The singers were pulling out all their best choreographed hip-swivelling moves. Trying to get in shape for the US tour which starts any day now. Think they only have a couple more shows here before they go. Things didn’t always go off without a hitch but everyone was bumbling around and laughing - even Yordis. You don’t often get a smile out of him. He is the Mandy Cantero of the Havana salsa scene right now. He did a beautiful solo turn on the intro of Sali a buscarla (formerly known as Arriba lo mal hecho); just him and Maikel on piano, which really showed off his singing chops. I don’t know whether his technique has improved or whether he just has never had a chance to show that he is a really solid singer, but he sounded great. The crowd (ie the girls) went wild.
I wish the tecnicos here would learn how to light these hot black guys. I took a million pics of him and hardly any of them worked. Got plenty of good ones of Michel, Yasser and the Shetland Pony, but the hottest guy of the bunch - and the best singer - is just a shadow looming in the foreground. Sigh.
Salsa Mayor was my second visit to Galiano in one day. I’d had a tough week and hadn’t seen any music since Monday, plus: Ailyn with Bamboleo. She’s a cure for what ails you. Jaja: Ailyn, a cure for what ails ya. She should trademark that.
I was hanging at the door waiting for a Cuban friend to change CUC into MN when Ailyn arrived, in hotpants, Helmet Newton heels, a ruffled shirt and a milkmaid wonderbra that looked like it was about to burst.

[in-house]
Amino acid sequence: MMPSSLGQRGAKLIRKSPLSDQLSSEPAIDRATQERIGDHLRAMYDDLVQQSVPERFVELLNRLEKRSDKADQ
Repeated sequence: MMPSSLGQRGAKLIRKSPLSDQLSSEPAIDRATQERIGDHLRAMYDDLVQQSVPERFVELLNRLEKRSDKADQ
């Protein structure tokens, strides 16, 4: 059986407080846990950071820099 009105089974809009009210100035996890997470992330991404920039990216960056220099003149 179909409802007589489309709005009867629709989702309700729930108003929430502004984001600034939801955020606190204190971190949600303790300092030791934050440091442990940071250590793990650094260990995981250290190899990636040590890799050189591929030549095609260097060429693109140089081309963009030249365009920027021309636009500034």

There was reggaeton inside. Boo. The last few gigs I’ve been to have been all salsa beforehand, so I guess my luck had to run out at some point. When the CdlM theme song came on (riquisima!) there was a rush to leave the dancefloor, except for one line of girls that formed a barricade in front of the stage. Boo, again. Managed to inch my way in at some point.
Ailyn remembered our last conversation and when she ran through the rollcall of countries the first up was “la gente de Australia!” She turned to Lazaro and said, Lazarito, la gente de Australia! He was looking elsewhere and not listening at all. She tried twice more with the same result then she turned to me and we both shrugged and she moved on. Mexico! Italia! In English, she asked, Where are you from? to a group of people in front of the stage. “Centro Habana!” they yelled.
Lazarito may no longer be engaged with his pueblo, but his singers certainly are. The blonde guy that isn’t Rodney is not very memorable but the other three are all pretty great. The band had ditched the funk-piece that went down like a lead balloon the last time I saw them, but still had the ballads. I went to buy water during the Que lastima song and when I came back found Ailyn sitting on the steps surrounded by her fans singing along. It was quite a scene. The duet was next. Well Ailyn makes it entertaining.
The sound system sounded like it was about to bust but held for the duration and there isn’t really much more to say except that my spirits were lifted and a good time was had by all. Will try and see them again at Miramar for the Sunday matinee seeing as my time here is almost at an end. I’ve brought forward my departure by a week. Don’t ask; I’m not going into details. My dearest wish right now is that HdP will return from Venezuela in time to play on Tuesday so I can see them once more before I go.